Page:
This is typical of the way rap is treated in a courtroom scenario. As Erik Nielson and Michael Render (aka Killer Mike) wrote in USA Today, “No other fictional form — musical, literary or cinematic — is used this way in the courts, a concerning double standard that research suggests is rooted, at least in part, in stereotypes about the people of color primarily associated with rap music, as well as the misconception that hip-hop and the artists behind it are dangerous.” Indeed, according to a recent study, “the mere label of rap is sufficient to induce negative evaluations” at court.

News outlets covered many of these problems in 2014 (for example, an op-ed in the New York Times and my own piece in the Guardian). Since then, the United States Supreme Court had a chance to make right some of these wrongs in Elonis v. U.S, which also involved the issue of rap as threat — in this case, appealing the conviction of a man sentenced to prison for posting violent lyrics on Facebook. But nothing much came from the redress. The conviction was overturned, but with attention to federal threats law, not the issue of rap. “It didn’t clarify much in the long run,” First Amendment scholar Clay Calvert said in a 2015 Time interview. “They totally missed the rap issue.”

In Knox and Beasley’s case, with no real attention to the music, the only discussion of the lyrics came — believe it or not — from the police officers themselves, who were allowed to describe the lyrics at court, interpreting the song as they saw fit. In so doing, they were able to impose violence on the lyrics whether or not it actually existed: “They said they wanted to kill us and that, you know, they knew our schedule and where we worked, and that they know they would attack us. And there was gunfire throughout the video, and … numerous other terms that you would associate with guns, caliber, stuff like that.”

The judge seemed to accept this uninformed analysis, ruling: “It is abundantly clear to me that the conduct of the defendants here is not protected by the First Amendment because it far exceeds what the First Amendment allows.” Knox and Beasley were both found guilty. At sentencing on March 6, 2014, with about a dozen police officers in attendance, Knox spoke on his own behalf. Though he did not explicitly connect “F* the Police” to protest on behalf of Ford, he did mention his friend. He also talked about the diversity of his music, which had achieved some recognition before his arrest: “I mean I have songs about God. I even make songs about my mom. I even make songs about, you know, how to stop violence.”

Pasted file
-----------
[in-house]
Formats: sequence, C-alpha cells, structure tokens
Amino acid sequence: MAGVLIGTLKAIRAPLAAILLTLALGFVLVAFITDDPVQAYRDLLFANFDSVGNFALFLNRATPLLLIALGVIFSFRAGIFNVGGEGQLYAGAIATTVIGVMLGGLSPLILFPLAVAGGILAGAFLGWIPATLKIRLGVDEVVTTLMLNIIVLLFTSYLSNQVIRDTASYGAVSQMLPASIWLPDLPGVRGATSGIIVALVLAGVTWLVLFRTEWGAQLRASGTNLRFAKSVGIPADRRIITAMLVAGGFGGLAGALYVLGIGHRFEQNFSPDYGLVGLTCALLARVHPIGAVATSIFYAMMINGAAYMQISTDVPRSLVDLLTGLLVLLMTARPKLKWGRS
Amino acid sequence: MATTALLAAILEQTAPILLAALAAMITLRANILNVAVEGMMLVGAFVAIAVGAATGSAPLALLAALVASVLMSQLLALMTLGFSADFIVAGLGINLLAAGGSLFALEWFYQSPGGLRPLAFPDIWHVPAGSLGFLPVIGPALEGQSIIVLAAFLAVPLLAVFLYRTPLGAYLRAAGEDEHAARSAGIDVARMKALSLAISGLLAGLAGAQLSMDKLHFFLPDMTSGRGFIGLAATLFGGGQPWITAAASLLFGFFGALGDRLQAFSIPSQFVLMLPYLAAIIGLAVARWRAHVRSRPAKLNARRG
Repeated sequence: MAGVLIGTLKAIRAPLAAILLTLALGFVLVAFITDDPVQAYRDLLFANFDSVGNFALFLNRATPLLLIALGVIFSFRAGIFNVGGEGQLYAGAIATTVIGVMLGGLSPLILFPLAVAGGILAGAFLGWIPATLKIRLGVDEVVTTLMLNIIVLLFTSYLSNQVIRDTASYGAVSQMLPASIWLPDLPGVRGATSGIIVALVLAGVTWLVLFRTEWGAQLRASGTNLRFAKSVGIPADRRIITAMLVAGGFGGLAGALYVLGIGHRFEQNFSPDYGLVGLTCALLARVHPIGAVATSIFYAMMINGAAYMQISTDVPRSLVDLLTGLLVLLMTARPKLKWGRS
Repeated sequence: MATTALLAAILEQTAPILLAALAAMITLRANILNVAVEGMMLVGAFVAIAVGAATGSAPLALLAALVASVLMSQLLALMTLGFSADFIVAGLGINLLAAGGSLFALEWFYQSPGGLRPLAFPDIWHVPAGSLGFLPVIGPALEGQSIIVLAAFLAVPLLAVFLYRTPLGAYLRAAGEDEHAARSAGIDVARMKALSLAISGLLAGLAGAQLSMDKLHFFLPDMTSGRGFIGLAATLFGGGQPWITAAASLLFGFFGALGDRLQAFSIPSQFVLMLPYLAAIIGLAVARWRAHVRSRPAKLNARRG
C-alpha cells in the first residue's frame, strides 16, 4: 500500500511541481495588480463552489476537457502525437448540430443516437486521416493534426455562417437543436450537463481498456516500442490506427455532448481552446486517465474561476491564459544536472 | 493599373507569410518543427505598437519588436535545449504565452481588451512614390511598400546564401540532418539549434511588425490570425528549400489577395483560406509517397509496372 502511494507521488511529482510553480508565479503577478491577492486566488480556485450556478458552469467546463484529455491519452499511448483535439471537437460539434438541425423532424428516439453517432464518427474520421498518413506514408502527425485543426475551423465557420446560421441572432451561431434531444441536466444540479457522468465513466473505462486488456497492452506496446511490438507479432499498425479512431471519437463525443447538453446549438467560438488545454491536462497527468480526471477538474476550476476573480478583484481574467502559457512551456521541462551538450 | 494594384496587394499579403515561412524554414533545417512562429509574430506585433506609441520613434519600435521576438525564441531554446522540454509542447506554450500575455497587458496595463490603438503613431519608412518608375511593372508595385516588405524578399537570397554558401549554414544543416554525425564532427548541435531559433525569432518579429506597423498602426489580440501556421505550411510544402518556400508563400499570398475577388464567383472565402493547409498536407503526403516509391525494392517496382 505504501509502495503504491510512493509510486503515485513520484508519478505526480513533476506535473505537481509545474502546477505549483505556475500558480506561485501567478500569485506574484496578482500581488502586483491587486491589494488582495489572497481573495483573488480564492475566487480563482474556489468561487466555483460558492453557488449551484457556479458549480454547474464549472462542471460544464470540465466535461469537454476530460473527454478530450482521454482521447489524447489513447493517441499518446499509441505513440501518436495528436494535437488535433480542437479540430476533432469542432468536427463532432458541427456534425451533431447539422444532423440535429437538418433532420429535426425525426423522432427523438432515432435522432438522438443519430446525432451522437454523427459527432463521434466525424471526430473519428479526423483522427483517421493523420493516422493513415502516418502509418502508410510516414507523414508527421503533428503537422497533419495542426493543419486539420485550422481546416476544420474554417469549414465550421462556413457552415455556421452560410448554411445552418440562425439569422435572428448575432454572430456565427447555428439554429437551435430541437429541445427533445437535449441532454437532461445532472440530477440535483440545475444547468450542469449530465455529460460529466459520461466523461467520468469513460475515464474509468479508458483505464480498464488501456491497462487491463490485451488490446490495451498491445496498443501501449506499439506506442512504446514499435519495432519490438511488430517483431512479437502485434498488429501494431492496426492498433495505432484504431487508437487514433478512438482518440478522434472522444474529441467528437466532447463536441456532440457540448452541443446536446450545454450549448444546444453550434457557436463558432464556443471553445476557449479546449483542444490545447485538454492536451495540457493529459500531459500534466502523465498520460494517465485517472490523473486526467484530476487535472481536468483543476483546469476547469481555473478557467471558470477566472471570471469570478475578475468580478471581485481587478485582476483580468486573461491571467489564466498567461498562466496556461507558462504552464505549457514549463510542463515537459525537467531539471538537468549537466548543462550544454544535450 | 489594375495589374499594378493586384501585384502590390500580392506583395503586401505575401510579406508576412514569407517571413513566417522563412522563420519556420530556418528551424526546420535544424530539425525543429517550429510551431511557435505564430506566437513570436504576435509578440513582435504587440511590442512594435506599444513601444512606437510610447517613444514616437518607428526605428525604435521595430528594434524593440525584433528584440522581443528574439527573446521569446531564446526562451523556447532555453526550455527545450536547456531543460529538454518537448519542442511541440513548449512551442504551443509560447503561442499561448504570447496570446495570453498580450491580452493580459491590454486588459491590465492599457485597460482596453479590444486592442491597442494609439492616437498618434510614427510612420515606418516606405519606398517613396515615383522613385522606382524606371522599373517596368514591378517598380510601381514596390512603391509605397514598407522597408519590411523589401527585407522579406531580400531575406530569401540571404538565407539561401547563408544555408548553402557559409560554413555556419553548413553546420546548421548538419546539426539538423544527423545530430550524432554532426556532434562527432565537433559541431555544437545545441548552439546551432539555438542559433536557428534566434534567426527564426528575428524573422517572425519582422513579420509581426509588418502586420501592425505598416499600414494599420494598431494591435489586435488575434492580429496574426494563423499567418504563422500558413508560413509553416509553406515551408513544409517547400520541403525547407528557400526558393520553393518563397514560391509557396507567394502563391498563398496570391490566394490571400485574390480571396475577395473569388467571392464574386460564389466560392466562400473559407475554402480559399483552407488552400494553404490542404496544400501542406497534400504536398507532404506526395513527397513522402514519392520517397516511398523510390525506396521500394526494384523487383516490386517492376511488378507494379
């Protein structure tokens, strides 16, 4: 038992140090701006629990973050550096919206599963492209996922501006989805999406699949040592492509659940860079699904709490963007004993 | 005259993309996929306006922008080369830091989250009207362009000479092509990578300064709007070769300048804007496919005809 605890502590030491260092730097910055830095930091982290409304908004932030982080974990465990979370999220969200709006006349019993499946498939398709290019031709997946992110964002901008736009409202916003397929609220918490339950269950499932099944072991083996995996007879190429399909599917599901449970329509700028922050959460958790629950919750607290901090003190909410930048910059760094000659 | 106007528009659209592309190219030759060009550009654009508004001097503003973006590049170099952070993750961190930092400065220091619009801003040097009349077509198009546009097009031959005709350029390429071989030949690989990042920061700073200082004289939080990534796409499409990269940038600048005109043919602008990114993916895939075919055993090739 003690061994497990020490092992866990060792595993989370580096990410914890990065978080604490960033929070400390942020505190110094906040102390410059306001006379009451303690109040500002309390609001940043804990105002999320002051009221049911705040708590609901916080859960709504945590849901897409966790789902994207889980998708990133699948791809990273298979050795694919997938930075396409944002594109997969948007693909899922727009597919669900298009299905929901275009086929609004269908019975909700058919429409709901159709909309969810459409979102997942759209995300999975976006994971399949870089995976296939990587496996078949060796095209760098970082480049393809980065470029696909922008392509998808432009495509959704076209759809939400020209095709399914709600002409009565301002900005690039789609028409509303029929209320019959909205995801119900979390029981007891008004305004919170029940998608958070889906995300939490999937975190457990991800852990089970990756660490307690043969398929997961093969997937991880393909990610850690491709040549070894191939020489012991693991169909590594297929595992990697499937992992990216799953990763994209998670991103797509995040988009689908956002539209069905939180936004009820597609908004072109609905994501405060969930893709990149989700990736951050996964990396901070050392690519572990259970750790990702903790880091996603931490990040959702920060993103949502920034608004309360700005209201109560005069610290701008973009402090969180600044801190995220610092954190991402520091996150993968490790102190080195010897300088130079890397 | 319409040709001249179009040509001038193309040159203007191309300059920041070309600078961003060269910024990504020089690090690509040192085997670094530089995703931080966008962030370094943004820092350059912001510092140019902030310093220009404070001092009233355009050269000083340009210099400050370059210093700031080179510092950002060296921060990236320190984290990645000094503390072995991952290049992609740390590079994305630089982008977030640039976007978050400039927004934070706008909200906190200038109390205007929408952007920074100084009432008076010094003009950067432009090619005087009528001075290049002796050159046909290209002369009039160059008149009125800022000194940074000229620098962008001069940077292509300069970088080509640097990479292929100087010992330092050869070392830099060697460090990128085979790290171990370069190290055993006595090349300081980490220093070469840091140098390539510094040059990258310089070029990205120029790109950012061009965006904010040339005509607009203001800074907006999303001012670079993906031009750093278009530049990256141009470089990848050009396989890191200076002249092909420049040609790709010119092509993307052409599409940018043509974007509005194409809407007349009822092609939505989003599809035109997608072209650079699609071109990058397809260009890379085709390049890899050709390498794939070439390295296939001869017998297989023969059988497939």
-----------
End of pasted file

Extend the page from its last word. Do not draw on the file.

It was at this hearing that Mikhail Pappas, then a law student at the University of Pittsburgh School of Law, met Leon Ford. The two began working to ensure Knox appealed his guilty verdict. Pappas first contacted the ACLU, and after the ACLU declined to take the case, he decided to take matters into his own hands. He connected Knox with Nightingale, who is now his lawyer, and established a startup, Legal Means, to raise awareness and resources in support of Knox’s appeal.

Today, Beasley is free, having served his time, but Knox remains behind bars, due to a drug conviction and punishment for “F* the Police.” Nightingale and Pappas remain hopeful that Pennsylvania’s high court will recognize the importance of Knox’s case. Pappas explains, “The issues involved in this case are at the front and center of our collective conscience as a nation and even our presidential debates. It would be difficult to imagine a case of greater social importance.” And, for Pappas, the case is also personal. “I grew up on the East side right around the way from Jamal. I love rap music. For me, it’s like what Killer Mike, whose dad was a police officer in Atlanta, said in his song ‘R.A.P. Music.’ Rap is so much more than music. It’s a source of salvation. Protecting it is what the very First Amendment is all about. For a court to rule that its mere creation is a criminal act is the ultimate double standard.”

While Ford has found his voice as a mentor and social activist, Knox has maintained more modest ambitions. As he explained at sentencing, “I want the Court to look at me as Jamal Knox, a human being.” In his letter to me, he also made it clear that he plans to continue his work with music. Even after all of this, he will not give up on his art: “It’s how I vent,” he said, whether “happy, sad, or angry.” And he will keep his head up no matter what, urged on by the pride he feels in knowing he is not alone. His case, he believes, is about more than himself: it’s about “every person that’s my complexion.” Justice for Knox, then, would have symbolic value, especially today. It’s about maintaining trust in the justice system. It’s about living up to a promise that justice can be blind. But it’s also about Jamal Knox — one person, a human being, who never should have been convicted for a song.